23
Nov
09

When long-time top performers drop

It’s a reality that every leader must face. Top performers are those exceptional employees that get the work done. They’re self-starters. They’re loyal. They’re mentors and role models for their teammates. They have stood by you in both the good times and bad. Simply put, trust and appreciation flow both ways. But time, business evolution, the economy, and shifts in personal behaviors and priorities, bring leaders face to face with the toughest of business dilemmas: what to do when top performers begin to drop?

A dilemma is a situation where the possible solutions are undesirable, difficult and challenging. Long-time top performers were a joy during their quest to reach the top. They established new performance benchmarks for others to strive for. They brought consistency and predictability to the company. In the process, top performers become top income earners. The dilemma for leaders is what to do when the performance of top performers drops and/or the company can no longer afford or sustain their high incomes. Like it or not, you need to find a solution. In these economic times, avoiding or procrastinating can and will jeopardize the financial integrity of the entire company.

Chances are, you are confronted with this dilemma right now. Here are some no-compromise thoughts to work through this most difficult dilemma:

  • Respect time and contribution: Long-time top performers deserve consideration for their loyalty and contribution. However, time served and contribution does not earn top performers a lifetime “get out of jail” card. Be respectful, but still hold top performers accountable.
  • Performance is masking other serious issues: When a top performer is doing his or her “thing,” it can mask other problem performance and behavior issues. It’s easy for leaders to turn a blind eye to obvious problems when they’re getting the numbers they need. But when attitude, deadlines, attendance and other essential culture elements are being compromised, the company is paying a price. Such situations signal that long overdue fierce conversations need to take place – and take place quickly.
  • Time to level the playing field: Allowing double standards to infect your company culture is pure compromise. Entitlement behavior is toxic. Every employee can see it and knows that their leaders are allowing it to occur. If you choose not to level the playing field, stop complaining about the drama and resentment in your culture.
  • Get out of hostage mode: Too many leaders allow themselves to get stuck in hostage mode out of fear that a top performer will quit. Here’s your wake-up call: no top performer is worth keeping just because they do big numbers. Drama, attitude, resistance to change, entitlement, “all about me” anti-teamwork behavior, and all that other stuff is never worth the price your culture pays. Snap out of it! It’s your thinking that’s holding you hostage – not the top performer.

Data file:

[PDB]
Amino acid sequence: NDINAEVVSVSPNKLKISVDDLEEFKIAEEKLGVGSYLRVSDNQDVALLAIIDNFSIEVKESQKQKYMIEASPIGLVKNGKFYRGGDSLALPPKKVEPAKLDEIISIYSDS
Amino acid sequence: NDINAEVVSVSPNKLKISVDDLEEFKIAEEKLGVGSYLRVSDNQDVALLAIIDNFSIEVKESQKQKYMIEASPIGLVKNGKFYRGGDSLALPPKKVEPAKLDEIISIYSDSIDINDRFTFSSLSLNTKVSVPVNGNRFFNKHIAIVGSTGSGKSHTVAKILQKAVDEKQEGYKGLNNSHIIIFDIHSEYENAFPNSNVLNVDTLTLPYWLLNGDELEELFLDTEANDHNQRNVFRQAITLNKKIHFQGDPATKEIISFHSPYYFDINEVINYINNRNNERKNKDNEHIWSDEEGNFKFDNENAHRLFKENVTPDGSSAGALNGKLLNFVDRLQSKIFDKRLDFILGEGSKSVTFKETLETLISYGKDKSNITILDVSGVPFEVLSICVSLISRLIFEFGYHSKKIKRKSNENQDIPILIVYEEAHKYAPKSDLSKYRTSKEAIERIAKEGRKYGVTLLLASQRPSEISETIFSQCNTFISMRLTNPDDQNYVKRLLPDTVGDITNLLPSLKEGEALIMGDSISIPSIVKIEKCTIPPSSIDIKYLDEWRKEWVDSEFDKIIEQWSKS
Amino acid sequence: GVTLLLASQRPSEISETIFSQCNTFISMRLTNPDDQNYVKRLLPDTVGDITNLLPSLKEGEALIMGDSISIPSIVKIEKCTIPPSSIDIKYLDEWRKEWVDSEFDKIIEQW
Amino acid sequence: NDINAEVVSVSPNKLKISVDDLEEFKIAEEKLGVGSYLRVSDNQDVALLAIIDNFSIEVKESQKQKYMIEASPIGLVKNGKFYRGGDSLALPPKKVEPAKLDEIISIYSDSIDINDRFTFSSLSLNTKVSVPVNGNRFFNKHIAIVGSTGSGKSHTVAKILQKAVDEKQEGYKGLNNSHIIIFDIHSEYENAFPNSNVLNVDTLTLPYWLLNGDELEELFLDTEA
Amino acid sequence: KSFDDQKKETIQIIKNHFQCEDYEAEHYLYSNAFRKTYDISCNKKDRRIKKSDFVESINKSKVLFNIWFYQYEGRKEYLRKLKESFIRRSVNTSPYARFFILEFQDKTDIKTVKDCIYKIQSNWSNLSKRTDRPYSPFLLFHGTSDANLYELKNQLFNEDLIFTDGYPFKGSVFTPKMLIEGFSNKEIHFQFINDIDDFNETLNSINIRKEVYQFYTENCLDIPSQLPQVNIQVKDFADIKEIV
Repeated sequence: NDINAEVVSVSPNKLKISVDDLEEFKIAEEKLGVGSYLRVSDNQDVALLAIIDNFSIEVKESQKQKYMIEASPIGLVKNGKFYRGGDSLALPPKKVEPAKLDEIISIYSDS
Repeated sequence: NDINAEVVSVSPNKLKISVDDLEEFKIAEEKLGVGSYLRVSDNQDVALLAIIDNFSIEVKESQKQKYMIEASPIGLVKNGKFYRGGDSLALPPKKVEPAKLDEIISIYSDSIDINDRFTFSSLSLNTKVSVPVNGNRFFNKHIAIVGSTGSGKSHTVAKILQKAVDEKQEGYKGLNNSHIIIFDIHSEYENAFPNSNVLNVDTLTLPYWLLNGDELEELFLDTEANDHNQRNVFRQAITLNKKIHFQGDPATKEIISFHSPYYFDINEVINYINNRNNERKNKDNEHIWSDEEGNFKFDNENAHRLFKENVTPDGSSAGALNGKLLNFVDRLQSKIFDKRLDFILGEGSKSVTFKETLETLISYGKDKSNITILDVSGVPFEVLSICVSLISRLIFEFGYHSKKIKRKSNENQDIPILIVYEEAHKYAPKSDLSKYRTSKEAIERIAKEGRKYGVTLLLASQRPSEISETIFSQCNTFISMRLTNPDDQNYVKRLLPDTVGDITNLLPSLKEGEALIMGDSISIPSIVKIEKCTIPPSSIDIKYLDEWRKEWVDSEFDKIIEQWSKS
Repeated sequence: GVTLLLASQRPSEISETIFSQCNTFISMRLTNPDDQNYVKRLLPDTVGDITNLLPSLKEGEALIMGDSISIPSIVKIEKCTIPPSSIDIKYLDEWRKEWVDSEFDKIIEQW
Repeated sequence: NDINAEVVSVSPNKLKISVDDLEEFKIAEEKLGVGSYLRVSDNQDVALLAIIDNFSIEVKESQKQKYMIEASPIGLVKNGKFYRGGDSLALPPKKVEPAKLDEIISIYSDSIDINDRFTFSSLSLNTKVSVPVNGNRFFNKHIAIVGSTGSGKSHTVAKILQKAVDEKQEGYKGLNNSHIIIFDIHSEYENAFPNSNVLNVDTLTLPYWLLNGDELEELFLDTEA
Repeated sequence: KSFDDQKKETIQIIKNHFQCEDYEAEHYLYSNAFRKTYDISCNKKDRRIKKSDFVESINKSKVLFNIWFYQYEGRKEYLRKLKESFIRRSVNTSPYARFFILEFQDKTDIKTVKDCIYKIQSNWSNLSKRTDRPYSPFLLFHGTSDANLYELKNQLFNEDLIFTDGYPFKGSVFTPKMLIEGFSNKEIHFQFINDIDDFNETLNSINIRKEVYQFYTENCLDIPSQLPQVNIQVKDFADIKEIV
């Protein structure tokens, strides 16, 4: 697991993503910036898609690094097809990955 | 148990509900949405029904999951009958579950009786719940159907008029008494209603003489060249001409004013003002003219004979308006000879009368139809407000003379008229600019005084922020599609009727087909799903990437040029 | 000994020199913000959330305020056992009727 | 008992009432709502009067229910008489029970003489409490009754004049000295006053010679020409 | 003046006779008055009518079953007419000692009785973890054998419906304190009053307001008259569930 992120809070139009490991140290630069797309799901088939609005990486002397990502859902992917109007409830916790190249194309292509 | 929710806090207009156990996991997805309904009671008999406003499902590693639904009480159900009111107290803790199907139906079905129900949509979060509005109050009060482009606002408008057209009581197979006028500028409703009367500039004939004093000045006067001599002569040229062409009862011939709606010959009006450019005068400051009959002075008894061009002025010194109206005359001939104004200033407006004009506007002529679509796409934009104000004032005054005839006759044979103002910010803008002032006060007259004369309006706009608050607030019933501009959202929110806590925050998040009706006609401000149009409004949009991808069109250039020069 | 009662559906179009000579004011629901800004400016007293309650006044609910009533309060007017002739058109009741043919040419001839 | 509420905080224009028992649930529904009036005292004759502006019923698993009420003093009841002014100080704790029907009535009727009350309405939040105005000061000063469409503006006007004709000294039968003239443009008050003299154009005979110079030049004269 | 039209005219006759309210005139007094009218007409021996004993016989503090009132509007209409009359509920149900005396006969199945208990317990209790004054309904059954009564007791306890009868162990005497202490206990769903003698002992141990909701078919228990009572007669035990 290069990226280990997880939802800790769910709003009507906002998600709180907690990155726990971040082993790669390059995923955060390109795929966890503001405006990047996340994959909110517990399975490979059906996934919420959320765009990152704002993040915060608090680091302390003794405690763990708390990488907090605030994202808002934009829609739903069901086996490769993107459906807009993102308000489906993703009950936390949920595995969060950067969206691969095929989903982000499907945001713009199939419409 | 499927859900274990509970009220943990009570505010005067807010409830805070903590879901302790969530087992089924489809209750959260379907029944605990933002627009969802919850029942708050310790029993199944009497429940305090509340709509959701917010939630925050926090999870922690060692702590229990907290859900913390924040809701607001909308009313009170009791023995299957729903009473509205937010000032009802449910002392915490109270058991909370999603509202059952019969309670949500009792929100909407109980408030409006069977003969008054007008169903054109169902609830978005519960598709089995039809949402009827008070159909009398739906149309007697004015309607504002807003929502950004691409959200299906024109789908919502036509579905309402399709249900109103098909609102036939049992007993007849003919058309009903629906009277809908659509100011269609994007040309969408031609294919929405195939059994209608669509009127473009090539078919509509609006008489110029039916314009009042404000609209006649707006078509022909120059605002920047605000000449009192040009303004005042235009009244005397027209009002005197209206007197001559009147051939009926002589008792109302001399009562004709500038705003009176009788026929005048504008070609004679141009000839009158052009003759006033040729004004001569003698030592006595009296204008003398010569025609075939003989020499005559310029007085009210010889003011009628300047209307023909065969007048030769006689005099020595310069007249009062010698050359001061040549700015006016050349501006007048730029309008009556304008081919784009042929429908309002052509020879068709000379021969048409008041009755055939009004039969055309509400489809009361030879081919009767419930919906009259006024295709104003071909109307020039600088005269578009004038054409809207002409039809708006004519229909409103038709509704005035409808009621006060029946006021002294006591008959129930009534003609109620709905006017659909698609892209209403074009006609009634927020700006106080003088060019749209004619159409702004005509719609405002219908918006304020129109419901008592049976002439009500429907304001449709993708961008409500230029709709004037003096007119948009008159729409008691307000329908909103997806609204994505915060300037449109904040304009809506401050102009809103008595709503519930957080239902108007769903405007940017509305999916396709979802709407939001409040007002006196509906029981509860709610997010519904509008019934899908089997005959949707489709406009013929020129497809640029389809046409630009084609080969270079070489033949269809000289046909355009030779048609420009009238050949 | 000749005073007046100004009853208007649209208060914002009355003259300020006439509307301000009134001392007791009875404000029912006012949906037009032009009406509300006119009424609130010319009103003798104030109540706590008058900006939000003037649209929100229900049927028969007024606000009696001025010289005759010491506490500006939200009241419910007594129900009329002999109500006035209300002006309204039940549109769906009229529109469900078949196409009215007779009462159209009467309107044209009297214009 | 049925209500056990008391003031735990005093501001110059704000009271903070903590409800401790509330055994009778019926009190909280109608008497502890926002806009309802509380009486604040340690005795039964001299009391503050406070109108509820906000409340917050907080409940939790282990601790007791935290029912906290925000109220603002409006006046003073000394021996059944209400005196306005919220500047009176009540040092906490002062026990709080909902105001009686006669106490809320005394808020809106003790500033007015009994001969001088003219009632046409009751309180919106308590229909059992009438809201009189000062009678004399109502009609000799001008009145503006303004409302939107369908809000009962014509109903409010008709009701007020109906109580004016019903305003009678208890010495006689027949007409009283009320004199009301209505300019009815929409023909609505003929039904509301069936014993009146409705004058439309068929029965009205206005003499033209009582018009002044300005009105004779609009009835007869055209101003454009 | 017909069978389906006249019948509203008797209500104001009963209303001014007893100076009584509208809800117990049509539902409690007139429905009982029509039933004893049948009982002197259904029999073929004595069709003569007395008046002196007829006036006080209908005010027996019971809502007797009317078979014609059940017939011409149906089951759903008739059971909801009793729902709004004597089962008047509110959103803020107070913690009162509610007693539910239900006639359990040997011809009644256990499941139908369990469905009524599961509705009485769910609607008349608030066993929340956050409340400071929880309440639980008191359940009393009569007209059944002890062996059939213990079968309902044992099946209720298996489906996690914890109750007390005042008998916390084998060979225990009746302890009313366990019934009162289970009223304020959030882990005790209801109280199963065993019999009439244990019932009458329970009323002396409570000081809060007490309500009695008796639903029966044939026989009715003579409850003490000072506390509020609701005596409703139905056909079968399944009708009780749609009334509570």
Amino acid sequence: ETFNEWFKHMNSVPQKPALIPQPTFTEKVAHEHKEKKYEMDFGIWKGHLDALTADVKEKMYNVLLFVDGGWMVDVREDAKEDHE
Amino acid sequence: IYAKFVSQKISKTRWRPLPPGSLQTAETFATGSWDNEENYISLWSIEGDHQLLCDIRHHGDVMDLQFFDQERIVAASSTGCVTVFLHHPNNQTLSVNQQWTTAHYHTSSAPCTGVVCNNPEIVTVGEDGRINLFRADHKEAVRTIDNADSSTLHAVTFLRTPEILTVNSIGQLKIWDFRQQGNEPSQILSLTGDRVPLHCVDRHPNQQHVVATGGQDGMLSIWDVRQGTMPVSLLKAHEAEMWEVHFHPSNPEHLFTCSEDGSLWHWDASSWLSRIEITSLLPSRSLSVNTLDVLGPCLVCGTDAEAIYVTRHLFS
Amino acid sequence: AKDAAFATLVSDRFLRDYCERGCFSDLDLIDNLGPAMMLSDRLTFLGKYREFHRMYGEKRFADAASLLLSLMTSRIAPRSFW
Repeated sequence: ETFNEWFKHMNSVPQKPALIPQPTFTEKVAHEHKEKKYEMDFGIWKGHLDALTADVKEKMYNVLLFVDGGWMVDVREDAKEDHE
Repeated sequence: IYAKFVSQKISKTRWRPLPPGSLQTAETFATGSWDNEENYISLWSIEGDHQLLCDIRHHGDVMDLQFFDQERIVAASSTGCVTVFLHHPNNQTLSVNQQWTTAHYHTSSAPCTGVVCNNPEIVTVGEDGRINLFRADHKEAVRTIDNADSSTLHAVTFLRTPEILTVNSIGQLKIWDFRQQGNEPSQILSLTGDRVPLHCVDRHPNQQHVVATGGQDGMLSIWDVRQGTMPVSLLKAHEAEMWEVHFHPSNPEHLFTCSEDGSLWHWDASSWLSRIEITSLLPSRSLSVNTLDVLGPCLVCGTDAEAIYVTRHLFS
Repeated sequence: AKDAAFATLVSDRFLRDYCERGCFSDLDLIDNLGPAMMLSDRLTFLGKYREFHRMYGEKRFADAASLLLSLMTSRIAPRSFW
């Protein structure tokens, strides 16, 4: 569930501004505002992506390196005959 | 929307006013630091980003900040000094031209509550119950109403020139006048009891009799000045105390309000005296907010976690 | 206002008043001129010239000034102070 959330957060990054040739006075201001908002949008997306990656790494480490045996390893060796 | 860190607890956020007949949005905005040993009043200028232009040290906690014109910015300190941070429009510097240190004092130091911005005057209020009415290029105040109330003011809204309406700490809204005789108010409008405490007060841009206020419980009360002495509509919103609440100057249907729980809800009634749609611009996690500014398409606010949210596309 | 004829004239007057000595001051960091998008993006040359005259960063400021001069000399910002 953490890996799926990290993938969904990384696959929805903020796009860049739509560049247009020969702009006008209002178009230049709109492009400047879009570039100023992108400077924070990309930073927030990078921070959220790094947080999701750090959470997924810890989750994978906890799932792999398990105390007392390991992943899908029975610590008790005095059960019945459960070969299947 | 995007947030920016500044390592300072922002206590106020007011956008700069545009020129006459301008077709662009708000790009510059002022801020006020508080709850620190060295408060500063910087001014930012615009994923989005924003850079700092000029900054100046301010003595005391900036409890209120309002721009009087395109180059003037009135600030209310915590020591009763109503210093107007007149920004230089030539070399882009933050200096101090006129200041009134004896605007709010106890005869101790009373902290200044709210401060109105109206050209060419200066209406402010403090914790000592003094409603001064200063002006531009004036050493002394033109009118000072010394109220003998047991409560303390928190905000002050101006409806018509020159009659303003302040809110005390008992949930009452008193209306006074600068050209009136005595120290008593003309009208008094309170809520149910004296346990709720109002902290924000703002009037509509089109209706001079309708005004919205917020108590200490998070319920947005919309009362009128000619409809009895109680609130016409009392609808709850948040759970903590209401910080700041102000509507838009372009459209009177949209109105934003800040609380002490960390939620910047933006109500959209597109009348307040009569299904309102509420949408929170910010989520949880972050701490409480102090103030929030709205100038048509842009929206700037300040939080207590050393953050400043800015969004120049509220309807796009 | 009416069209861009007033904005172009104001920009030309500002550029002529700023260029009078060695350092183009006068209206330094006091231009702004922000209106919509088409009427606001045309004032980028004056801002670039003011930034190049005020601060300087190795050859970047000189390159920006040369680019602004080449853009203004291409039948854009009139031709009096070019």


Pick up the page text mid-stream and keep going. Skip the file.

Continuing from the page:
• Performance vs. pay is out of alignment: How do you cut the pay of a top performer that gave his all for the company? This is the toughest decision to make. It begins with a one-on-one to totally and completely address the good, the bad, the ugly, and what needs to change. Clarify your expectations, a mutually agreed upon game and a timeline. The one non-negotiable is that pay will reduced if change does not occur.
  • The “protect our paychecks” option: Financial reality and the economy have a way of bringing out the no-compromise leader in people. If your company’s financial reality is screaming at you to make tough decisions, you must engage. It’s agonizing to let people go because you must cut payroll. It’s agonizing to cut a top performer that fell out of top performer mode. You are the leader. These decisions are yours. Accountability is tough.
  • The “career opportunity” option: If you’ve tried coaching, fierce conversations, consequences, begging and pleading, and you still can’t get a top performer back on top, it’s time to give that top performer a career opportunity to work elsewhere. They are sapping your energy and resources.

Pass this email on to your business colleagues, managers and friends. They’ll appreciate it.

Neil Ducoff, Strategies founder & CEO, and author of No-Compromise Leadership

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1 Response to “When long-time top performers drop”


  1. November 23, 2009 at 12:31 pm

    Great article!

    1 point I really liked was “Performance vs. pay is out of alignment”, top performers are usually paid a lot, often an amount disproportionate to their actual work (for example, a programmer earning a 6 figure salary). The top performer knows that if s/he leaves for another company then his salary will be compromised, at least for the first couple of years until s/he’s established as top performer again.

    As for the point about “Getting out of the hostage mode”, I have to say that I beg to differ on the approach taken. Top performers are well worth the keep, and if there’s any problem it should be discussed.

    One thing I noticed with top performers that their degrading performance has more to do with their personal lives, than conflicts with others in the company where the manager is not settling the case to their favor. PS: It is worthy to note that according to the Jacobs/Chen Analysis, technical competencies were 27% more frequent in star performers, but soft skill competencies were 53% more frequent (from here)


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